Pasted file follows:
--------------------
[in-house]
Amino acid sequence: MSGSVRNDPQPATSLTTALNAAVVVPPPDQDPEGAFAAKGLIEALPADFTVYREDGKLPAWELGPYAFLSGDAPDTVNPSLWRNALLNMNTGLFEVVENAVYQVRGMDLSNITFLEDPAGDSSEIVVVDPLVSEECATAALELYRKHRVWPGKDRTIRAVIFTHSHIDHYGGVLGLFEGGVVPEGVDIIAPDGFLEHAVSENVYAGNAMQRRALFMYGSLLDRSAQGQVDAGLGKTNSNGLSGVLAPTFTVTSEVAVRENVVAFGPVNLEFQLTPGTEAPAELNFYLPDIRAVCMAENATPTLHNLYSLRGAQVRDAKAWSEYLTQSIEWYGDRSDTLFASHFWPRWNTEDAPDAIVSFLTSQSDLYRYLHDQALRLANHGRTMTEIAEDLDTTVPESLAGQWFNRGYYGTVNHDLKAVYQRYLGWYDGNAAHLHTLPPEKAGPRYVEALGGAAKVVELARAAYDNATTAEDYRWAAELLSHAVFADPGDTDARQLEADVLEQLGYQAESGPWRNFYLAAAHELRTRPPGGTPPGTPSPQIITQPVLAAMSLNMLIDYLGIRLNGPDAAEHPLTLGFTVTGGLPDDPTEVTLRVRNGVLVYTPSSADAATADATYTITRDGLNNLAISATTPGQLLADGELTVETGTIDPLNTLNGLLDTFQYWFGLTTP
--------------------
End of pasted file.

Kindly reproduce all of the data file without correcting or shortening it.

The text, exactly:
[in-house]
Amino acid sequence: MSGSVRNDPQPATSLTTALNAAVVVPPPDQDPEGAFAAKGLIEALPADFTVYREDGKLPAWELGPYAFLSGDAPDTVNPSLWRNALLNMNTGLFEVVENAVYQVRGMDLSNITFLEDPAGDSSEIVVVDPLVSEECATAALELYRKHRVWPGKDRTIRAVIFTHSHIDHYGGVLGLFEGGVVPEGVDIIAPDGFLEHAVSENVYAGNAMQRRALFMYGSLLDRSAQGQVDAGLGKTNSNGLSGVLAPTFTVTSEVAVRENVVAFGPVNLEFQLTPGTEAPAELNFYLPDIRAVCMAENATPTLHNLYSLRGAQVRDAKAWSEYLTQSIEWYGDRSDTLFASHFWPRWNTEDAPDAIVSFLTSQSDLYRYLHDQALRLANHGRTMTEIAEDLDTTVPESLAGQWFNRGYYGTVNHDLKAVYQRYLGWYDGNAAHLHTLPPEKAGPRYVEALGGAAKVVELARAAYDNATTAEDYRWAAELLSHAVFADPGDTDARQLEADVLEQLGYQAESGPWRNFYLAAAHELRTRPPGGTPPGTPSPQIITQPVLAAMSLNMLIDYLGIRLNGPDAAEHPLTLGFTVTGGLPDDPTEVTLRVRNGVLVYTPSSADAATADATYTITRDGLNNLAISATTPGQLLADGELTVETGTIDPLNTLNGLLDTFQYWFGLTTP